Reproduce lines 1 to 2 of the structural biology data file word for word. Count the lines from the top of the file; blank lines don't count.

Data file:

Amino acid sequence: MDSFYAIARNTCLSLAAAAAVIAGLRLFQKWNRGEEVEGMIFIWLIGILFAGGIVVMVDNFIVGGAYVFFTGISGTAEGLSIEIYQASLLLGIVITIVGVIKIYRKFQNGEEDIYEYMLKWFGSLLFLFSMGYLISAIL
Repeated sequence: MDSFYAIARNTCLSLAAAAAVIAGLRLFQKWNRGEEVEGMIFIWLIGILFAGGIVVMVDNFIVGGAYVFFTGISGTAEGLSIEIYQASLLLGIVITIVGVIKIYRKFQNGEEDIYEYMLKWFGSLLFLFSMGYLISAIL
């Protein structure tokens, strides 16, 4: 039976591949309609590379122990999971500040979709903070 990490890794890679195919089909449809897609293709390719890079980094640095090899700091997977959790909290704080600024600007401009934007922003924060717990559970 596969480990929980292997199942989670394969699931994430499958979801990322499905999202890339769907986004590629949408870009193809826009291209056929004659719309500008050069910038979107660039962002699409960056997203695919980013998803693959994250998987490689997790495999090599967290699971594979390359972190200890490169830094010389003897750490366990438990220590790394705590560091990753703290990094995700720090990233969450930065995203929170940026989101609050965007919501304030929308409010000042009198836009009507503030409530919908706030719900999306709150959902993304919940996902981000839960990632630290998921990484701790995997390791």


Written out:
Amino acid sequence: MDSFYAIARNTCLSLAAAAAVIAGLRLFQKWNRGEEVEGMIFIWLIGILFAGGIVVMVDNFIVGGAYVFFTGISGTAEGLSIEIYQASLLLGIVITIVGVIKIYRKFQNGEEDIYEYMLKWFGSLLFLFSMGYLISAIL
Repeated sequence: MDSFYAIARNTCLSLAAAAAVIAGLRLFQKWNRGEEVEGMIFIWLIGILFAGGIVVMVDNFIVGGAYVFFTGISGTAEGLSIEIYQASLLLGIVITIVGVIKIYRKFQNGEEDIYEYMLKWFGSLLFLFSMGYLISAIL